Written by Barry Purchese. Tx 26th February 1988
Time has moved on since the events of the last episode. We never see Ronnie’s police interview or the reaction of her mother after she learns that her daughter has been arrested. Instead, the episode opens with Mrs Birtles and Ronnie both sitting in their living room – Ronnie is staring into space whilst Mrs Birtles is doing a spot of needlework (possibly it’s simply to take her mind off the horror of recent events).
Mrs Birtles isn’t positioned as a particularly strict or forbidding parent. Instead she regards her daughter more in sorrow than anger, an attitude which no doubt only helps to increase Ronnie’s sense of guilt and shame. Unlike Tegs, to whom criminality comes naturally, the Birtles are a nice, middle-class family who no doubt aren’t familiar with a scandal of this nature.
When Ronnie eventually does speak it’s in an unearthly monotone. Mrs Birtles appears to be more distraught than her daughter, fretting that Ronnie will have a black mark against her name for the rest of her life. And how will she get a job then? The contrast between the scenes here and Tegs’ free and easy attitude to the law is striking.
There’s also a fascinating moment of role reversal after Mrs Birtles breaks down in tears and Ronnie goes over to comfort her.
Calley is guilt striken to learn that she may have been responsible for Ronnie’s shoplifting misadventure. She’s keen to confess her own crimes, but Helen and Georgina would prefer to keep quiet ….
We haven’t seen Mrs Pearson for a while. She drops Matthew off at school and tells him that although things are difficult at the moment, they will get better. There’s an interesting story beat after she tells him that she’s sure he always has fun with his father on the weekends. The look on her face and her faint hesitancy implies that she knows all is far from well, but if that’s the case, why hasn’t she done anything about it?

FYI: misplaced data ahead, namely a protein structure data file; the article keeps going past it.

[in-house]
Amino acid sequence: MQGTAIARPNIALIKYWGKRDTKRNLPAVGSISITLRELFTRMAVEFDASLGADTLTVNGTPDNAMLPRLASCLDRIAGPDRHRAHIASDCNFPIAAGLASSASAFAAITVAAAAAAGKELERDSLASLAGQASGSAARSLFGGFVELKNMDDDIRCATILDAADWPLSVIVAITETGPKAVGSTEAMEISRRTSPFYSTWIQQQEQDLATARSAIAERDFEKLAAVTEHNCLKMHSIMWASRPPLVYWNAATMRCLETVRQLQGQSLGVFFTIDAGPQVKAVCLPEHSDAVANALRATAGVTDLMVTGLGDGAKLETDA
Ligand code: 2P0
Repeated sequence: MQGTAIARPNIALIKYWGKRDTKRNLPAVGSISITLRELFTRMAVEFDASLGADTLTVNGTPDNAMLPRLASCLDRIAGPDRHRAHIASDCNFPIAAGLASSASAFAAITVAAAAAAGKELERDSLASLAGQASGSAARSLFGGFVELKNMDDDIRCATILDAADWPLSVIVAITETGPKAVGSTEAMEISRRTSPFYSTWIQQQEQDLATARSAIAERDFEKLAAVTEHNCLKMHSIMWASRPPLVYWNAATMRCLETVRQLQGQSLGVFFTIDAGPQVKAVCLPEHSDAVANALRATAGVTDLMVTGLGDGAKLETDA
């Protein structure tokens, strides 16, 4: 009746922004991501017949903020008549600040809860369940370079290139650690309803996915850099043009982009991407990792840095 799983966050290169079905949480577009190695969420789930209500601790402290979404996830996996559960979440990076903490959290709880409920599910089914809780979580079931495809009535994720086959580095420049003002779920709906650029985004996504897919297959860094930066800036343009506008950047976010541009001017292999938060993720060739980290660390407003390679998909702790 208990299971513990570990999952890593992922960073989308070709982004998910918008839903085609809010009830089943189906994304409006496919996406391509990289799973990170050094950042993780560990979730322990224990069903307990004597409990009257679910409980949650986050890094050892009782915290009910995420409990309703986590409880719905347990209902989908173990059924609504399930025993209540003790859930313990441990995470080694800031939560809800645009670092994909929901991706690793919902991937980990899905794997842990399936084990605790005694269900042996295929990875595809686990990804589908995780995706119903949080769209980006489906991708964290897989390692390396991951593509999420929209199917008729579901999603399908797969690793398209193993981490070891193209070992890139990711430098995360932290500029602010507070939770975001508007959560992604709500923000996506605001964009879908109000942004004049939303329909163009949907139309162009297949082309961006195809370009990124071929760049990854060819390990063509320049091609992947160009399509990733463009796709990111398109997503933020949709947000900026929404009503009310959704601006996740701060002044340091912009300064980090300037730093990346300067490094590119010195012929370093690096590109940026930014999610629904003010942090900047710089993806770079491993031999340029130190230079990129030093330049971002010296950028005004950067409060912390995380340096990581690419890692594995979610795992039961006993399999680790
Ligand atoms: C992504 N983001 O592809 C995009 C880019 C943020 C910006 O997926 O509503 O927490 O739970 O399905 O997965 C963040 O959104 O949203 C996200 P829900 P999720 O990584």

Mr MacKenzie continues to be anxious about Matthew’s wellbeing, but his concern still hasn’t resulted in any positive action yet – although a meeting with the educational welfare officer has been arranged for the following week.
Justine’s hair is very red today. This is something which yet again catches Mrs McClusky’s eye, although it’s not too dramatic a change (had it been green, then fair enough). She continues to fret about the best way to help Tegs learn to read. Trisha schooled Simon in secret, but Justine doesn’t seem to have considered this – instead, she wants the school to help (not unreasonable).
Freddie and Laura begin their protest campaign against Mr Robson’s policy of non-competitive sports. The sit-down protest on the hockey field is chiefly memorable for the way it stuns the cheerful and relentlessly hearty games mistress. It doesn’t matter how many times she blows her whistle, they ‘ain’t shifting.
Finally the truth about Matthew’s abusive father comes to light. Mr MacKenzie, who had earlier expressed concern about the boy once again, is aware that during his craft lesson Matthew’s rather apathetic and listless. Given this though, it seems rather irresponsible for the teacher to let Matthew loose on a dangerous piece of equipment.